The concept of bioeconomy is not entirely new. The mathematician, statistician and economist, Nicholas Georgescu-Roegen used the term bioeconomy already in the 1970s and 1980s to refer to a radical ecological perspective on economics. Described by fellow academics as “a man who lived well ahead of his time”, Georgescu-Roegen is widely acknowledged as a paradigm founder in economics, his work being seminal in establishing the field of ecological economics and the de-growth movement. His ideas about bioeconomy have been picked up by scientists and policy makers alike. Yet in recent years, the bioeconomy has also become a buzzword used by public institutions to trumpet a supposed current economic and ecological transition. In a recent article in the journal of Ecological Economics, a group of researchers analyzed these different institutional narratives. They see the new interpretations of bioeconomy as an attempt of semantic hijacking of Georgescu-Roegen’s original concept. In this blog post, one of the authors of this article – Nicolas BEFORT- shares some interesting insights about Georgescu-Roegen’s bioeconomy interpretation, how this has morphed in current bioeconomy strategies, and the underlying risks that this hijacked narrative poses.

Bioeconomy back then

Nicholas Gerogrescu-Roegen (NGR) is not the first one to use the bioeconomy concept. The term “bio-economics” was coined in the 1920s by Russian biologist Baranoff to describe fishery economics. To be more precise, NGR transformed the bioeconomy concept. When NGR used the term “bioeconomics” he was involved in the controversy following the first report to the Club of Rome, siding with Dennis Meadows, and openly criticizing mainstream economics for its obsessive pursuit of growth. Hence, NGR’s view of bioeconomy is both broader and has a deeper meaning. For him, bioeconomics refers to the struggle for survival of the human species. He considers that humanity needs to maintain the matter and energy flows required for the operations of the technical objects that surround him.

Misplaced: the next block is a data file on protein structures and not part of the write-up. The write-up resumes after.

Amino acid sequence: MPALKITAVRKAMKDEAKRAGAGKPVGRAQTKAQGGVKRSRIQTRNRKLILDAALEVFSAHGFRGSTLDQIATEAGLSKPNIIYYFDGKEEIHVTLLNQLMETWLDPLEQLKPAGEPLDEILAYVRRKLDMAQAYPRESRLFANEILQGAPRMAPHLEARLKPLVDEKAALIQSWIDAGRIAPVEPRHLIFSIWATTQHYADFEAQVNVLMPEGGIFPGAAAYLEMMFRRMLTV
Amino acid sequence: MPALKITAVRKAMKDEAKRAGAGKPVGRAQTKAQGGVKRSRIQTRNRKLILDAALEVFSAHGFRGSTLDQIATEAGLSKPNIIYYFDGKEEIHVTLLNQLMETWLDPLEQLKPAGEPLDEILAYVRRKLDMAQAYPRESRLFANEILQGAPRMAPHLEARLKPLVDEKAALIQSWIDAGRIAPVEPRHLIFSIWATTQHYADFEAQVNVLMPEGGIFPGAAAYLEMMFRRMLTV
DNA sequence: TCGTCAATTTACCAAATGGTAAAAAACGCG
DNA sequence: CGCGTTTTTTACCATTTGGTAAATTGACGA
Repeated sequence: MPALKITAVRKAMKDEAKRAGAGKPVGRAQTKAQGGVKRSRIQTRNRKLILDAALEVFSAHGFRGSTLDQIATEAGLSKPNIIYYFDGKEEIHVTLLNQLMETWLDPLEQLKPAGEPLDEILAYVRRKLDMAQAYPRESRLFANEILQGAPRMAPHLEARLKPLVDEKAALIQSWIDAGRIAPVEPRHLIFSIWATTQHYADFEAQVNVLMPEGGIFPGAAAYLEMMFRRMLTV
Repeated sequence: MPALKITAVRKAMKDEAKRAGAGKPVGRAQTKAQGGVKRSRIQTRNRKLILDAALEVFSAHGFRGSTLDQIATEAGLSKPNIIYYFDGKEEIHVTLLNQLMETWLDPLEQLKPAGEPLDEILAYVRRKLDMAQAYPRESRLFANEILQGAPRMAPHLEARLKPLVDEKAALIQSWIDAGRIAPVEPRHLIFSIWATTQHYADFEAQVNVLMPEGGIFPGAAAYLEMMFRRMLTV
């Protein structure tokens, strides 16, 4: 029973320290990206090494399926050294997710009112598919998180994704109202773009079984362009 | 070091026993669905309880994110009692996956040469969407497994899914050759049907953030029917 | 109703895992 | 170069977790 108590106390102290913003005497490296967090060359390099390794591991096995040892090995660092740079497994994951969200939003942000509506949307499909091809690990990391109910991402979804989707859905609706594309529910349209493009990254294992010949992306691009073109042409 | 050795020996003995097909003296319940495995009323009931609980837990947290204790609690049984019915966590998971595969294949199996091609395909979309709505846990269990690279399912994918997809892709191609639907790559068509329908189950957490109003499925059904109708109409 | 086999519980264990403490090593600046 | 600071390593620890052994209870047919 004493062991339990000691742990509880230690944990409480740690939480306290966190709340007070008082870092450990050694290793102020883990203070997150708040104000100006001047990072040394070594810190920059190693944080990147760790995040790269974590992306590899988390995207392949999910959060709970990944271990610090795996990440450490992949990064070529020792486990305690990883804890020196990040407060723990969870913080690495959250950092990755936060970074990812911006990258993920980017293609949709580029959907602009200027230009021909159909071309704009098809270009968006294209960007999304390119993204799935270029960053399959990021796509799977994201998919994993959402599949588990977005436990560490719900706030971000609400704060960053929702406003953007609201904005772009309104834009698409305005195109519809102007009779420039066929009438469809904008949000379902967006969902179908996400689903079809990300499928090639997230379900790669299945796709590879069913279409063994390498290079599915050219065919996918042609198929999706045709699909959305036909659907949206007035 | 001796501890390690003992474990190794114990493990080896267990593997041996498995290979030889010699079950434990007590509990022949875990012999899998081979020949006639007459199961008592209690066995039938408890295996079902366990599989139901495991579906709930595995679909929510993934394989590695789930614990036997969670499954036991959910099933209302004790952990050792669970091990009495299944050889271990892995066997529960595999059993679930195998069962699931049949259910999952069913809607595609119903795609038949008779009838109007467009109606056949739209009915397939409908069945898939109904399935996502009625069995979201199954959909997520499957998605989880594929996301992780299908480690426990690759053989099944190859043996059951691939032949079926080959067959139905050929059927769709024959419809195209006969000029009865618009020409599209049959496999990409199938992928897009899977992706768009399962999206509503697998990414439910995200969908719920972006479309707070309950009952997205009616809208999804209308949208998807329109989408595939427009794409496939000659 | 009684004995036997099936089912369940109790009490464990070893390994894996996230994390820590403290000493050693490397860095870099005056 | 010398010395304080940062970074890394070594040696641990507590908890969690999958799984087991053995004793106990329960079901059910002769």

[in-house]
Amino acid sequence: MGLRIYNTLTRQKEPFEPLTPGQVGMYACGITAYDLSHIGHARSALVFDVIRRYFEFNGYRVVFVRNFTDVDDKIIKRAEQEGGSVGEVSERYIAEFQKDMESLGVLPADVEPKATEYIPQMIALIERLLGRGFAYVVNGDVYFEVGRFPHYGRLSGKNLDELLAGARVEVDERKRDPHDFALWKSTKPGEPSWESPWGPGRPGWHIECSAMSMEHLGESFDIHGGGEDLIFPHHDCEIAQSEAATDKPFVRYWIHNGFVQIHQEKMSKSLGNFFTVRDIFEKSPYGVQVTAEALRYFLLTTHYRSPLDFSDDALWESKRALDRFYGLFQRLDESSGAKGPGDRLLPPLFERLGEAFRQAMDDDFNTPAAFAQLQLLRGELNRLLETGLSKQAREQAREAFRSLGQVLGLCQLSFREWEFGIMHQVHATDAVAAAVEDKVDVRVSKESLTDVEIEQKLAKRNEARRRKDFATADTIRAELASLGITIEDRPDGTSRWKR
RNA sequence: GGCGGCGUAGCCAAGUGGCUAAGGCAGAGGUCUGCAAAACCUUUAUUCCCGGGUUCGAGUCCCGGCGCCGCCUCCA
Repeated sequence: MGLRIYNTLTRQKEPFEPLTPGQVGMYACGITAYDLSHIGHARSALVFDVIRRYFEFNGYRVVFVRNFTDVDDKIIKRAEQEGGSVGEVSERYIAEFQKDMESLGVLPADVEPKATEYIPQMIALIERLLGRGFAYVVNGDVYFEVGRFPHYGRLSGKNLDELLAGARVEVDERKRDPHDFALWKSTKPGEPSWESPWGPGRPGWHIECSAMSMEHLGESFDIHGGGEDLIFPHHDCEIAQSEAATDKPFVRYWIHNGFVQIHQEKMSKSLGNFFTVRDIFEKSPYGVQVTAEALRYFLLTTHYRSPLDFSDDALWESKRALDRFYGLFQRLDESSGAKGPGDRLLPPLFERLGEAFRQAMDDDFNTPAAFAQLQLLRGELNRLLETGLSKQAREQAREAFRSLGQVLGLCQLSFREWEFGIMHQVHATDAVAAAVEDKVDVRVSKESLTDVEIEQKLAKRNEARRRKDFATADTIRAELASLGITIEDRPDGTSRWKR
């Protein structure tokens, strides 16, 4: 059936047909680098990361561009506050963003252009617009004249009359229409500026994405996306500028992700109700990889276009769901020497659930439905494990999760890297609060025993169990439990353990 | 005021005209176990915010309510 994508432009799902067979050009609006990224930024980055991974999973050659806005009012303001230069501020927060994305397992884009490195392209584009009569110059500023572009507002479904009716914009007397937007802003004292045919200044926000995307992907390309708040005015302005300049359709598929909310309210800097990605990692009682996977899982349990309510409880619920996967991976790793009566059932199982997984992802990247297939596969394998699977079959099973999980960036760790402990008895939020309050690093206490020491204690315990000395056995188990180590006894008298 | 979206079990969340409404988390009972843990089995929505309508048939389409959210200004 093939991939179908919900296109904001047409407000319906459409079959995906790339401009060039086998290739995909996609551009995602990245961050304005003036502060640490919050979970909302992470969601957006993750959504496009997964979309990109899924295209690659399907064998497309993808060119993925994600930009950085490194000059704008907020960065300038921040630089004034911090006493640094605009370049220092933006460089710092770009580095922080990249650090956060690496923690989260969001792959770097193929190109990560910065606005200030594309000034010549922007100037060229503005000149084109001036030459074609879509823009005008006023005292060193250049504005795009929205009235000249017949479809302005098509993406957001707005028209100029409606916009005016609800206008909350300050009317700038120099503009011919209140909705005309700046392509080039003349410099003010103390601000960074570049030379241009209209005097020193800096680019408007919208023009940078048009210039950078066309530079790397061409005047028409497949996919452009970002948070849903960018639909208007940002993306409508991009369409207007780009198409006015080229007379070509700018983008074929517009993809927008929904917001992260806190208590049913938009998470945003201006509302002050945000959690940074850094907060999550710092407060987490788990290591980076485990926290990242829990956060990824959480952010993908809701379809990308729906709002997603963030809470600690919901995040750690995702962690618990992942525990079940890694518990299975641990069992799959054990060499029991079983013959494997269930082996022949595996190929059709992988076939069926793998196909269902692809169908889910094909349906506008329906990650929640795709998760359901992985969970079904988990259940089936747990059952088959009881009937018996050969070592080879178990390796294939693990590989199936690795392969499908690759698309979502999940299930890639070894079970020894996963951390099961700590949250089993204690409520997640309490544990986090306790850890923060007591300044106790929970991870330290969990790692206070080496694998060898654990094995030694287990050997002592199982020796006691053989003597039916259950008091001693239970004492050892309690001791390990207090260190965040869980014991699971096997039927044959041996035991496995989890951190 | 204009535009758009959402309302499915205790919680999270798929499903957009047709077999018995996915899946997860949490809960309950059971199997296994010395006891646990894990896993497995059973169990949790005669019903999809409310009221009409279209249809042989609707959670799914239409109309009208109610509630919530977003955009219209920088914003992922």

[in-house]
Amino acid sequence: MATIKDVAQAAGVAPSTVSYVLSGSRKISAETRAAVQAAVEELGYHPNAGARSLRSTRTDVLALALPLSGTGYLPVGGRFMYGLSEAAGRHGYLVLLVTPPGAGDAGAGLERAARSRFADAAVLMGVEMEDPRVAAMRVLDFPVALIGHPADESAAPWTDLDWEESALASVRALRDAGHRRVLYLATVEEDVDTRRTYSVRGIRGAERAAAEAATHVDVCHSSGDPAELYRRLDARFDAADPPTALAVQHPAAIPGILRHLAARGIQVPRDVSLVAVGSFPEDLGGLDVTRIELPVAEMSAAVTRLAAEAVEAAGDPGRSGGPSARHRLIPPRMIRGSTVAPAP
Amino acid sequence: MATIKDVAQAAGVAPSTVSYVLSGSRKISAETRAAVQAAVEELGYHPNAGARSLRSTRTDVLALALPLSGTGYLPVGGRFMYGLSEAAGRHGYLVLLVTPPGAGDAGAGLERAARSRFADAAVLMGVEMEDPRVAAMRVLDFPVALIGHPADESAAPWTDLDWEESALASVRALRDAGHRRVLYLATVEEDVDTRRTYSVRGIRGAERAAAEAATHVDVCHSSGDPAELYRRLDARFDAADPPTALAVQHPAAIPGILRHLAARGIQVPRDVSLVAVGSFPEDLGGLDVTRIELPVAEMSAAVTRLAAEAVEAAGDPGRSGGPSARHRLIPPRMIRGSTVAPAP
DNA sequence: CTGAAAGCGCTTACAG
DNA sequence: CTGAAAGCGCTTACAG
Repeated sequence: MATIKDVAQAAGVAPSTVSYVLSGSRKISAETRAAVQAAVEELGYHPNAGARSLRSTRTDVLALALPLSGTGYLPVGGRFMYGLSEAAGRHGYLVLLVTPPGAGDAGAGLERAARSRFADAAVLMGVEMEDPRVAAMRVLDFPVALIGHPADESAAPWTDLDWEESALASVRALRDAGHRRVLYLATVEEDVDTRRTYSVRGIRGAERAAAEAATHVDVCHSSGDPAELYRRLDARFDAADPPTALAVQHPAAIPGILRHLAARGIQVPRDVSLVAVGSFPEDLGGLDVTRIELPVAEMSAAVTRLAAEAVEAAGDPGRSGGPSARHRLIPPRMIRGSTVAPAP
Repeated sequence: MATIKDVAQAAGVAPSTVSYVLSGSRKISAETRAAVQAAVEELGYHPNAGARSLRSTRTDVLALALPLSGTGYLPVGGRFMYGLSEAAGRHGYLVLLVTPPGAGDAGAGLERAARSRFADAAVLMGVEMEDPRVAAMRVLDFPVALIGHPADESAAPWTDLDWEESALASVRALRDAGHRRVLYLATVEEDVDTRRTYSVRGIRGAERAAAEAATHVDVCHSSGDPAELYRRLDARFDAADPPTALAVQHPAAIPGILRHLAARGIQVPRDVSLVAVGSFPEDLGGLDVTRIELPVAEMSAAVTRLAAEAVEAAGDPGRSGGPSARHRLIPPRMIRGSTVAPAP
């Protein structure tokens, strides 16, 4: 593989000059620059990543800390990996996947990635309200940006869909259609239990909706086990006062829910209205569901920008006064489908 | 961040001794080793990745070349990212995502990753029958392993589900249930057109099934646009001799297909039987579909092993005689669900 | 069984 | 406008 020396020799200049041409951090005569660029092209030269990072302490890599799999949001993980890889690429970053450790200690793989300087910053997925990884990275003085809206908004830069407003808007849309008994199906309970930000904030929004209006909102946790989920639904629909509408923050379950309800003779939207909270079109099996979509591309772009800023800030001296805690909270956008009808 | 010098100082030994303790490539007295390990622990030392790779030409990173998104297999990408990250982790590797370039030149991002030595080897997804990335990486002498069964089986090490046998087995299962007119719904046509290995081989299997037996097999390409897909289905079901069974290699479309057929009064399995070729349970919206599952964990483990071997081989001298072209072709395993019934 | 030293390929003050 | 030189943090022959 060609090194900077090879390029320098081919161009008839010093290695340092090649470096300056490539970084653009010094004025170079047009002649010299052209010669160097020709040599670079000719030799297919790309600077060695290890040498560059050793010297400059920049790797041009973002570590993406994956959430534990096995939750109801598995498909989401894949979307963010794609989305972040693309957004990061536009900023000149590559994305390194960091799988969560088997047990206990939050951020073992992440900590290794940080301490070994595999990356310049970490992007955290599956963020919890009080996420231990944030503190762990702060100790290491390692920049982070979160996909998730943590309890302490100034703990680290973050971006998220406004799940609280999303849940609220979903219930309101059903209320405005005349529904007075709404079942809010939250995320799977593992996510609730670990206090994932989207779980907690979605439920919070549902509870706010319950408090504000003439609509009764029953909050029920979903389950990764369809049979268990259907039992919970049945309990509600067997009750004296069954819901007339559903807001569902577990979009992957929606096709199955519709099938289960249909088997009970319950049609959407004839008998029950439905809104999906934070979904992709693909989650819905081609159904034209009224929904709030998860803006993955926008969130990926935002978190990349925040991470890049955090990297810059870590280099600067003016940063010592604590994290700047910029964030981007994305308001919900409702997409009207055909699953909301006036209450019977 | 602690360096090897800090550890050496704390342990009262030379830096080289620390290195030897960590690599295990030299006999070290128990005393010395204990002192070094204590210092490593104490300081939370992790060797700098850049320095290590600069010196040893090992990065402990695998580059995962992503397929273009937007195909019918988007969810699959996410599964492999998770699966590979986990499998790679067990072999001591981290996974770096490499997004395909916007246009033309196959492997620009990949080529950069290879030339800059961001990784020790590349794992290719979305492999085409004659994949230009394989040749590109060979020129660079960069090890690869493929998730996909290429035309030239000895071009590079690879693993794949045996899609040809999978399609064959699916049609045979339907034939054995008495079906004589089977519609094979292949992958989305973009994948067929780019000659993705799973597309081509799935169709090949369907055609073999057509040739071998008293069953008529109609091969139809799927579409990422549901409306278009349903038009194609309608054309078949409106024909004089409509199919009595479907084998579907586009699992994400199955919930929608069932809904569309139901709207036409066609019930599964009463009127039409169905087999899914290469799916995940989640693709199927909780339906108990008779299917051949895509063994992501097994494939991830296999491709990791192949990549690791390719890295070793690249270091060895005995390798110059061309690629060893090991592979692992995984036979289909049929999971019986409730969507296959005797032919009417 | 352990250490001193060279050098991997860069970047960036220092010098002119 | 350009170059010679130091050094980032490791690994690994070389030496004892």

In his view, since the advent of the “thermo-industrial revolution”, humanity has become increasingly reliant on fossil sources. Yet while this transition has released tremendous amounts of energy and has catapulted humanity into the modern age, it has led us facing serious ecological limits through the depletion of fossil resources and the disruption of our biosphere.

In the long run, according to NGR, another transition will be unavoidable. He even spoke of a possible “New Wood Age”. But, he warned that humanity should exercise caution by saving finite stocks of fossil resources as much as possible, using them to meet only the most urgent needs. Hence, NGR introduced the concept of “de-growth”.  He advocated for a “minimal bioeconomic program” thought the implementation of agriculture, the fight against waste, and believed consumers should strive for “sufficiency”.

Bioeconomy nowadays

Whereas the bioeconomy maybe a new sector in the view of the EU biomass-based definition, NGR defined it as a transition process. It is quite clear in different EU policy documents that the bioeconomy is key for sustaining green growth. One could claim that the existing sustainability concerns appearing in the EU bioeconomy discourse are to some extent influenced by NGR’s ideas about ecological economics and bioeconomy.  However, this raises two important questions about how bioeconomy is “done” nowadays. First, industry players highlight already existing business models. These are not necessarily new, at best they strive to consolidate business ecosystems around themselves. Second, it is not clear how these technological projects are evaluated.  Nicolas BEFORT recommends the MUSIASEM methodology (developed by Mario Giampietro and his team) for determining what a sustainable bioeconomy model could be, given the existing socio-economic configurations. It could also help the different EU Member States to determine strong sustainability criteria for the EU Bioeconomy.

Green-Growth Vs De-Growth